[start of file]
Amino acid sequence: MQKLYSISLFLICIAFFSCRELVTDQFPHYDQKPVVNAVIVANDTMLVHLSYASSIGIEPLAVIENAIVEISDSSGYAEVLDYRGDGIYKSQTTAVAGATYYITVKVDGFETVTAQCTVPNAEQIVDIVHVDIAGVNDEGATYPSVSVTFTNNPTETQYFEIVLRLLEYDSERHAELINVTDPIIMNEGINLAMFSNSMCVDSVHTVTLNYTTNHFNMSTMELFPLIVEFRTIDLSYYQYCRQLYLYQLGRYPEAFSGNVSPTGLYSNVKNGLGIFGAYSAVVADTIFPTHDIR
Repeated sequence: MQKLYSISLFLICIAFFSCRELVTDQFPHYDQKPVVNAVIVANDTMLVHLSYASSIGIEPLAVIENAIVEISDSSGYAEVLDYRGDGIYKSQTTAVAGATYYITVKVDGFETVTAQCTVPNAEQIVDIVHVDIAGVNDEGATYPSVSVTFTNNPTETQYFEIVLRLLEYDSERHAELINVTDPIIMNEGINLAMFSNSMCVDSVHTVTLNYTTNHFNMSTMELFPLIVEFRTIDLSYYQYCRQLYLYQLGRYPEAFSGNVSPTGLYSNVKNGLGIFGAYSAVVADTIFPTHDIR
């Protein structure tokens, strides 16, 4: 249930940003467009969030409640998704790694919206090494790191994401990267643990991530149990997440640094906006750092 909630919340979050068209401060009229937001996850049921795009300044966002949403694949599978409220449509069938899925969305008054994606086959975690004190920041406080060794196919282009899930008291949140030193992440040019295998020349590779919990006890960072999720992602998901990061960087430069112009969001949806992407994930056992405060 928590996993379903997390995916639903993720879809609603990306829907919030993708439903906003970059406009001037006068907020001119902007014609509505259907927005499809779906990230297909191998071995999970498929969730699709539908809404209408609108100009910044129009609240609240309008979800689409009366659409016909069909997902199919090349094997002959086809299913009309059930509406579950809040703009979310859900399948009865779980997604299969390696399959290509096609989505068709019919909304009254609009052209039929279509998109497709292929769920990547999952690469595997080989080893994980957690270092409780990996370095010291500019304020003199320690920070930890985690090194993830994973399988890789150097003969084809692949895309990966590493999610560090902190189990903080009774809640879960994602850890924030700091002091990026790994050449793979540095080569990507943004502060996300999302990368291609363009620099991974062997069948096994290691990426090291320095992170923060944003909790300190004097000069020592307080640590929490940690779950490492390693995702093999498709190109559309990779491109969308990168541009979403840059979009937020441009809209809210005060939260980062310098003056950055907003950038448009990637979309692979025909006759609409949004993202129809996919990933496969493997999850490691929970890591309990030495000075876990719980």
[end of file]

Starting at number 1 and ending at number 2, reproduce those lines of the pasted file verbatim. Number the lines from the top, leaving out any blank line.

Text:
Amino acid sequence: MQKLYSISLFLICIAFFSCRELVTDQFPHYDQKPVVNAVIVANDTMLVHLSYASSIGIEPLAVIENAIVEISDSSGYAEVLDYRGDGIYKSQTTAVAGATYYITVKVDGFETVTAQCTVPNAEQIVDIVHVDIAGVNDEGATYPSVSVTFTNNPTETQYFEIVLRLLEYDSERHAELINVTDPIIMNEGINLAMFSNSMCVDSVHTVTLNYTTNHFNMSTMELFPLIVEFRTIDLSYYQYCRQLYLYQLGRYPEAFSGNVSPTGLYSNVKNGLGIFGAYSAVVADTIFPTHDIR
Repeated sequence: MQKLYSISLFLICIAFFSCRELVTDQFPHYDQKPVVNAVIVANDTMLVHLSYASSIGIEPLAVIENAIVEISDSSGYAEVLDYRGDGIYKSQTTAVAGATYYITVKVDGFETVTAQCTVPNAEQIVDIVHVDIAGVNDEGATYPSVSVTFTNNPTETQYFEIVLRLLEYDSERHAELINVTDPIIMNEGINLAMFSNSMCVDSVHTVTLNYTTNHFNMSTMELFPLIVEFRTIDLSYYQYCRQLYLYQLGRYPEAFSGNVSPTGLYSNVKNGLGIFGAYSAVVADTIFPTHDIR